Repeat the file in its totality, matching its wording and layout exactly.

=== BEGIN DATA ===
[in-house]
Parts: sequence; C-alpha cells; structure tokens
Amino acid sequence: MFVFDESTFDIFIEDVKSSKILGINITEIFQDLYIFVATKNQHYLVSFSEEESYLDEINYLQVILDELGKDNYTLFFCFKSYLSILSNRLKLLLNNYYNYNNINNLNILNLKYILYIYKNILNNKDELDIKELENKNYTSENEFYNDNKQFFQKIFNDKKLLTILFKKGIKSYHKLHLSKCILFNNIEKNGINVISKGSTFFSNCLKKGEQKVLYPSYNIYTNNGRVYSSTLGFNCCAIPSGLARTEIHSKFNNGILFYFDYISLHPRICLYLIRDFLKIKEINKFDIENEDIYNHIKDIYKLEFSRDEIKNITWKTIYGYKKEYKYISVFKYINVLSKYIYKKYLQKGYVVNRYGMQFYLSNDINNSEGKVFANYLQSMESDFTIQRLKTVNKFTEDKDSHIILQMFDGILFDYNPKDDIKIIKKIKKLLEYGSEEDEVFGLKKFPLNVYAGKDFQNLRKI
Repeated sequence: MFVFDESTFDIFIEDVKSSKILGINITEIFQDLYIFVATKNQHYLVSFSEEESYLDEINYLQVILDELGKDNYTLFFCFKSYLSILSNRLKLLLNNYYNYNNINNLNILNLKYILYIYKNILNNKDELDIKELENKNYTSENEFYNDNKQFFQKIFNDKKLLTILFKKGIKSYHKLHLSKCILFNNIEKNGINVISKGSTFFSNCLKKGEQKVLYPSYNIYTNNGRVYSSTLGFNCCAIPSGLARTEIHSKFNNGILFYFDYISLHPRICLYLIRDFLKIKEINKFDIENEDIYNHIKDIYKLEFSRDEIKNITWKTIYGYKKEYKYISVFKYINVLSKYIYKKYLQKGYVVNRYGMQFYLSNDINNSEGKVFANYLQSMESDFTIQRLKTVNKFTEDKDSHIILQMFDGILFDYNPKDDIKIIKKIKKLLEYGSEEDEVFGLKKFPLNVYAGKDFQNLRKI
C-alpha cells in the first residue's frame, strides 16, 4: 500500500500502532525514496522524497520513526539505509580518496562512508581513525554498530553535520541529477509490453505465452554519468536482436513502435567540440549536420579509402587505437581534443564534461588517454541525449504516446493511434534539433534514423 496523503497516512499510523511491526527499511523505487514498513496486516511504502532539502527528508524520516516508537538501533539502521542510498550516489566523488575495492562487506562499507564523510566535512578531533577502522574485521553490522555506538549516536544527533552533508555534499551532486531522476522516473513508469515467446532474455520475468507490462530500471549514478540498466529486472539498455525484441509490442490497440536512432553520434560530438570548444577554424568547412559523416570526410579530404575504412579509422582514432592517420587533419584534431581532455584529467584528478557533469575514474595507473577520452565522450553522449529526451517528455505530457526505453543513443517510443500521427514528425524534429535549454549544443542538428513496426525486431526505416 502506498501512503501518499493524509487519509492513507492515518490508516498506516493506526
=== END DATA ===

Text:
[in-house]
Parts: sequence; C-alpha cells; structure tokens
Amino acid sequence: MFVFDESTFDIFIEDVKSSKILGINITEIFQDLYIFVATKNQHYLVSFSEEESYLDEINYLQVILDELGKDNYTLFFCFKSYLSILSNRLKLLLNNYYNYNNINNLNILNLKYILYIYKNILNNKDELDIKELENKNYTSENEFYNDNKQFFQKIFNDKKLLTILFKKGIKSYHKLHLSKCILFNNIEKNGINVISKGSTFFSNCLKKGEQKVLYPSYNIYTNNGRVYSSTLGFNCCAIPSGLARTEIHSKFNNGILFYFDYISLHPRICLYLIRDFLKIKEINKFDIENEDIYNHIKDIYKLEFSRDEIKNITWKTIYGYKKEYKYISVFKYINVLSKYIYKKYLQKGYVVNRYGMQFYLSNDINNSEGKVFANYLQSMESDFTIQRLKTVNKFTEDKDSHIILQMFDGILFDYNPKDDIKIIKKIKKLLEYGSEEDEVFGLKKFPLNVYAGKDFQNLRKI
Repeated sequence: MFVFDESTFDIFIEDVKSSKILGINITEIFQDLYIFVATKNQHYLVSFSEEESYLDEINYLQVILDELGKDNYTLFFCFKSYLSILSNRLKLLLNNYYNYNNINNLNILNLKYILYIYKNILNNKDELDIKELENKNYTSENEFYNDNKQFFQKIFNDKKLLTILFKKGIKSYHKLHLSKCILFNNIEKNGINVISKGSTFFSNCLKKGEQKVLYPSYNIYTNNGRVYSSTLGFNCCAIPSGLARTEIHSKFNNGILFYFDYISLHPRICLYLIRDFLKIKEINKFDIENEDIYNHIKDIYKLEFSRDEIKNITWKTIYGYKKEYKYISVFKYINVLSKYIYKKYLQKGYVVNRYGMQFYLSNDINNSEGKVFANYLQSMESDFTIQRLKTVNKFTEDKDSHIILQMFDGILFDYNPKDDIKIIKKIKKLLEYGSEEDEVFGLKKFPLNVYAGKDFQNLRKI
C-alpha cells in the first residue's frame, strides 16, 4: 500500500500502532525514496522524497520513526539505509580518496562512508581513525554498530553535520541529477509490453505465452554519468536482436513502435567540440549536420579509402587505437581534443564534461588517454541525449504516446493511434534539433534514423 496523503497516512499510523511491526527499511523505487514498513496486516511504502532539502527528508524520516516508537538501533539502521542510498550516489566523488575495492562487506562499507564523510566535512578531533577502522574485521553490522555506538549516536544527533552533508555534499551532486531522476522516473513508469515467446532474455520475468507490462530500471549514478540498466529486472539498455525484441509490442490497440536512432553520434560530438570548444577554424568547412559523416570526410579530404575504412579509422582514432592517420587533419584534431581532455584529467584528478557533469575514474595507473577520452565522450553522449529526451517528455505530457526505453543513443517510443500521427514528425524534429535549454549544443542538428513496426525486431526505416 502506498501512503501518499493524509487519509492513507492515518490508516498506516493506526